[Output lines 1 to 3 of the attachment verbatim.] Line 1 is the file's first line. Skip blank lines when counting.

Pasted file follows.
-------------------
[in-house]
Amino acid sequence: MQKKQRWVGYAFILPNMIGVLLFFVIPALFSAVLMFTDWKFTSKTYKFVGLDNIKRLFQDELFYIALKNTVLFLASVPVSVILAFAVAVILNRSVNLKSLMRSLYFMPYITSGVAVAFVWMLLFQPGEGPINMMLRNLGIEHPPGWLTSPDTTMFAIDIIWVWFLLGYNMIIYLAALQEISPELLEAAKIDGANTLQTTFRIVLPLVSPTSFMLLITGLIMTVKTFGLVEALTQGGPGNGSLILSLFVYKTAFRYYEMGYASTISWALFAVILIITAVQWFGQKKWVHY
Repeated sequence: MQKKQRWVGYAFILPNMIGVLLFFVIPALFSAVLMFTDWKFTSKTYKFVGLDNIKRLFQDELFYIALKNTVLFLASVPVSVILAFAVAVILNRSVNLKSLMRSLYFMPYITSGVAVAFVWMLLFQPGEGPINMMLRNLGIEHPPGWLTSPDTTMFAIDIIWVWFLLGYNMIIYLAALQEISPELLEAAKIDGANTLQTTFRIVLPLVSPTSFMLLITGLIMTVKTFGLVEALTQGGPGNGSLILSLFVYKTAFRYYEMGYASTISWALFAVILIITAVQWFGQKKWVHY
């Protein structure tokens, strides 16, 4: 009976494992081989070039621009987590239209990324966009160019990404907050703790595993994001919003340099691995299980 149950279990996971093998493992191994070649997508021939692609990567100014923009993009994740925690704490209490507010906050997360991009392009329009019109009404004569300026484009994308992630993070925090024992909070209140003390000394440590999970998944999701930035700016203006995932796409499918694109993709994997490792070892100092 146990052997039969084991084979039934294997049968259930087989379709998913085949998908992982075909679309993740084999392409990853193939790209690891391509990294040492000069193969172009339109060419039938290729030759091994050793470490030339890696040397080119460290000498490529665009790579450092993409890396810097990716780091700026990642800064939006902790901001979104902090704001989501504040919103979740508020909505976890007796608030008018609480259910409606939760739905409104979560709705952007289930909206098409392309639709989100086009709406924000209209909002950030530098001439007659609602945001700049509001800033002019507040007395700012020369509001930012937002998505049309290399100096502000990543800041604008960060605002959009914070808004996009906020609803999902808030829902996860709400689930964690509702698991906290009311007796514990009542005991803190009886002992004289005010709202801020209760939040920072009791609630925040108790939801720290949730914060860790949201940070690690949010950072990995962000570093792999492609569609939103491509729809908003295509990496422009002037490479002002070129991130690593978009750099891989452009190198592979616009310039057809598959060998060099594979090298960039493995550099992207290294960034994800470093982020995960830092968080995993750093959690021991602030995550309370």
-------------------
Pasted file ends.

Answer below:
[in-house]
Amino acid sequence: MQKKQRWVGYAFILPNMIGVLLFFVIPALFSAVLMFTDWKFTSKTYKFVGLDNIKRLFQDELFYIALKNTVLFLASVPVSVILAFAVAVILNRSVNLKSLMRSLYFMPYITSGVAVAFVWMLLFQPGEGPINMMLRNLGIEHPPGWLTSPDTTMFAIDIIWVWFLLGYNMIIYLAALQEISPELLEAAKIDGANTLQTTFRIVLPLVSPTSFMLLITGLIMTVKTFGLVEALTQGGPGNGSLILSLFVYKTAFRYYEMGYASTISWALFAVILIITAVQWFGQKKWVHY
Repeated sequence: MQKKQRWVGYAFILPNMIGVLLFFVIPALFSAVLMFTDWKFTSKTYKFVGLDNIKRLFQDELFYIALKNTVLFLASVPVSVILAFAVAVILNRSVNLKSLMRSLYFMPYITSGVAVAFVWMLLFQPGEGPINMMLRNLGIEHPPGWLTSPDTTMFAIDIIWVWFLLGYNMIIYLAALQEISPELLEAAKIDGANTLQTTFRIVLPLVSPTSFMLLITGLIMTVKTFGLVEALTQGGPGNGSLILSLFVYKTAFRYYEMGYASTISWALFAVILIITAVQWFGQKKWVHY